Appropriateness of outpatient antibiotic use in seniors across two Canadian provinces
Saatchi S, Reid JN, Povitz M, Shariff SZ, Silverman M, Morris AM, Reyes RC, Patrick DM, Marra F. Antibiotics. 2021; 10(12):1484. Epub 2021 Dec 3. DOI: https://doi.org/10.3390/antibiotics10121484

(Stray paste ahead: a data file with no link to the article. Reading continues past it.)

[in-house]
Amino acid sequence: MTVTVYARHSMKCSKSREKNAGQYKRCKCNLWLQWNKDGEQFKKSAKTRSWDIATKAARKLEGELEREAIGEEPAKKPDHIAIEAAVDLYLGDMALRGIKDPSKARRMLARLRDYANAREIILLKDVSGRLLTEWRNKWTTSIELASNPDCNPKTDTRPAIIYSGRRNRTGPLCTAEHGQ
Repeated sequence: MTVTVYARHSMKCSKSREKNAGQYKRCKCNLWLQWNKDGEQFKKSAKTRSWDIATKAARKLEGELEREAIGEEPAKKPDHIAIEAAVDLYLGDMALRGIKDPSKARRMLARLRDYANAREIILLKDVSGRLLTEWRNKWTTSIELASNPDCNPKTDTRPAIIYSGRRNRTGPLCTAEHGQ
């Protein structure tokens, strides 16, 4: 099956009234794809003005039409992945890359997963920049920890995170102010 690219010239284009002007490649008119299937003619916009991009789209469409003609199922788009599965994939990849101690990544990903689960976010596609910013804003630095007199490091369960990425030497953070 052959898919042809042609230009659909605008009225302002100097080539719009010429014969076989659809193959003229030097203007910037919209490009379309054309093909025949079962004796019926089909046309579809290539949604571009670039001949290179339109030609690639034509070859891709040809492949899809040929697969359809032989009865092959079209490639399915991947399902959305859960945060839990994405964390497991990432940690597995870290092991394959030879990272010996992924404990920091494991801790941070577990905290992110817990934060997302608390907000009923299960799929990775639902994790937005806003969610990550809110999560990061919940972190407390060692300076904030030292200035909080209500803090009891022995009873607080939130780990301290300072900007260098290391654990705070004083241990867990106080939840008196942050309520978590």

Antimicrobials are among the most prescribed medications in Canada, with over 90% of antibiotics prescribed in outpatient settings. Seniors prescribed antimicrobials are particularly vulnerable to adverse drug events and antimicrobial resistance. The extent of inappropriate antibiotic prescribing in outpatient Canadian medical practice, and the potential long-term trends in this practice, are unknown. This study is the first in Canada to examine prescribing quality across two large-scale provincial healthcare systems to compare both quantity and quality of outpatient antibiotic use in seniors. Population-based analyses using administrative health databases were conducted in British Columbia (BC) and Ontario (ON), and all outpatient, oral antimicrobials dispensed to seniors (≥65 years) from 1 January 2000 to 31 December 2018 were identified. Antimicrobials were linked to an indication using a 3-tiered hierarchy. Tier 1 indications, which always require antibiotics, were given priority, followed by Tier 2 indications that sometimes require antibiotics, then Tier 3, which never require antibiotics. Prescription rates were calculated per 1000 population, and trends were examined overall, by drug class, and by patient demographics. Prescribing remained steady in both provinces, with 11,166,401 prescriptions dispensed overall in BC, and 27,656,014 overall in ON. BC prescribed at slightly elevated rates (range: 790 to 930 per 1000 residents), in comparison to ON (range: 745 to 785 per 1000 residents), throughout the study period. For both provinces, a Tier 3 diagnosis was the most common reason for antibiotic use, accounting for 50% of all indication-associated antibiotic prescribing. Although Tier 3 indications remained the most prescribed-for diagnoses throughout the study period, a declining trend over time is encouraging, with much room for improvement remaining. Elevated prescribing to seniors continues across Canadian outpatient settings, and prescribing quality is of high concern, with 50% of all antimicrobials prescribed inappropriately for common infections that do not require antimicrobials.
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